The apparent railroading of items through Parliament and disrespect for parliamentary procedures whilst ignoring the protestations of the opposition will not augur well for our national democracy. The continuation of this will be detrimental for national peace and harmony.
The pressure made to bear on political leaders for jobs for party supporters is one that each government faces, and the realist would agree that some assuaging of the demands may be justified. It is however tempting for a government to go overboard in doing so.
One cannot however run away from a few hard truths. The capacity problems we have in our country and the lack of due process in doing so ensures that we may be left with a lot of square pegs in round holes with concomitant effects on the performance of the economy. Additionally, it does not engender national cohesion.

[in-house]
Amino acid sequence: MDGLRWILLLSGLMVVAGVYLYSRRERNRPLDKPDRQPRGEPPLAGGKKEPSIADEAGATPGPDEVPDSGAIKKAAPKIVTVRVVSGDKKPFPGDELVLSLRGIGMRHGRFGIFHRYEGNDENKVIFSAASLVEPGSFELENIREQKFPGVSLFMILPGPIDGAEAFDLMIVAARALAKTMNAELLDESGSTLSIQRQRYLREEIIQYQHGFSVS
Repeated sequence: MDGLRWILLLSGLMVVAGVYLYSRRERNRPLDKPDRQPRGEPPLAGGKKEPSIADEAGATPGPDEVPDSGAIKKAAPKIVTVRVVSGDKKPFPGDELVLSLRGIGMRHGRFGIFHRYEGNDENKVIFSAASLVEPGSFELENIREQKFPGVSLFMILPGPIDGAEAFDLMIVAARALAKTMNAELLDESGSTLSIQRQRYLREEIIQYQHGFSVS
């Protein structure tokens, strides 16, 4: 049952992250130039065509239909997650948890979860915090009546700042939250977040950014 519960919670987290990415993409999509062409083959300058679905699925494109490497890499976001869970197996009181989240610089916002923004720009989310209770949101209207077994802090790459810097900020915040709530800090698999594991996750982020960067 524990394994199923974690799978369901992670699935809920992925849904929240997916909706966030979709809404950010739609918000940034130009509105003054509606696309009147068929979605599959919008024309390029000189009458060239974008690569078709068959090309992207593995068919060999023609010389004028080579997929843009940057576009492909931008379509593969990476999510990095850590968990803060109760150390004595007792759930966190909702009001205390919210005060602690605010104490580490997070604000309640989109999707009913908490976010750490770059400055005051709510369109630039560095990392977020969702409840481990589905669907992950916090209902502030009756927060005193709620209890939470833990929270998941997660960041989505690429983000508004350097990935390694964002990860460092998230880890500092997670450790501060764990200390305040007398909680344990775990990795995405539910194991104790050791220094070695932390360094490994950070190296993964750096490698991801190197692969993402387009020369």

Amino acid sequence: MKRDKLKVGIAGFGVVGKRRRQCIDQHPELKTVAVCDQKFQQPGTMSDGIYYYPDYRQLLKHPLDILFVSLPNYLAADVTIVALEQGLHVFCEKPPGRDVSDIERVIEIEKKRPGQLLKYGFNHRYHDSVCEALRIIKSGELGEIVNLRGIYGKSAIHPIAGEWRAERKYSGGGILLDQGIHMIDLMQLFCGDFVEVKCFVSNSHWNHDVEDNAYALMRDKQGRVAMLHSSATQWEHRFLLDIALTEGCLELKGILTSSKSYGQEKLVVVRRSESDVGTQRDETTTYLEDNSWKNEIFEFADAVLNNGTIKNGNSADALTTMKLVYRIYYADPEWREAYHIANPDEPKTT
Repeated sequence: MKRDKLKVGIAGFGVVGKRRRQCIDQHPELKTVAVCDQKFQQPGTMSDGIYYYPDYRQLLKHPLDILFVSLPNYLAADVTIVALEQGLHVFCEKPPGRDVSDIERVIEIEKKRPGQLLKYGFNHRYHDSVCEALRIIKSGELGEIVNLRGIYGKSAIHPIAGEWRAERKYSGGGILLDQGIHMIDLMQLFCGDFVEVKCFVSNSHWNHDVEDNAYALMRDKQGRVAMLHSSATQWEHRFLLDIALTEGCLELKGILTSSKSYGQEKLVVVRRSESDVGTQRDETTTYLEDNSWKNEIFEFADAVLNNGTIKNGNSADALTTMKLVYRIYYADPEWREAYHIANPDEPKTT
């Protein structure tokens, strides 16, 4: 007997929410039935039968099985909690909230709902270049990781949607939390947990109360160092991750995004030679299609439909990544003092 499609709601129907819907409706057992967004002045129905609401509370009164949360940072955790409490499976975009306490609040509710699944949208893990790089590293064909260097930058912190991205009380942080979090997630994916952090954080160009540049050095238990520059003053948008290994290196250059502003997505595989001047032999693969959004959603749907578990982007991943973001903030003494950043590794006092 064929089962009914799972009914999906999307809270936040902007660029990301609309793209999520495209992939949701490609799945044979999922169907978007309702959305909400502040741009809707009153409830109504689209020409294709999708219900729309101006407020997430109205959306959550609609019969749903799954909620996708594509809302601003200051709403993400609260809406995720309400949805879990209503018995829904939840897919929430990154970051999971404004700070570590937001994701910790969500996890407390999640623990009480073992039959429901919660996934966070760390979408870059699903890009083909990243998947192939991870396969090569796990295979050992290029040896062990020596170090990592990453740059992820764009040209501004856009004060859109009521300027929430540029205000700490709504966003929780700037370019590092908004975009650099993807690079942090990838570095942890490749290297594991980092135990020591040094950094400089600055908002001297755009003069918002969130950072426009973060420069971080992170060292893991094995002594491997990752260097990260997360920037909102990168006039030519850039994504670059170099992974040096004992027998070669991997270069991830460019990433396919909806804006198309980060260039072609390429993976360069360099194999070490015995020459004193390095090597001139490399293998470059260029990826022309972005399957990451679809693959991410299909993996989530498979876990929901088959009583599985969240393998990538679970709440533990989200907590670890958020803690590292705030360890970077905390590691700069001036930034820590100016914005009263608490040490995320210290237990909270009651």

The government needs to be aware of this and meaningfully develop the private sector giving people a leg up to fully participate in it. It is impossible to cater for more than a handful of political supporters; the public sector is already overburdened.
Many businesses are hurting, and their cries must be listened to and addressed. The Central Bank Governor himself has complained about excessive taxation making us uncompetitive.
The Finance Minister, to his credit has been making meaningful overtures to the private sector but he must be backed in this effort by other MDAs, who may have the temptation and proclivity to operate in “silos”.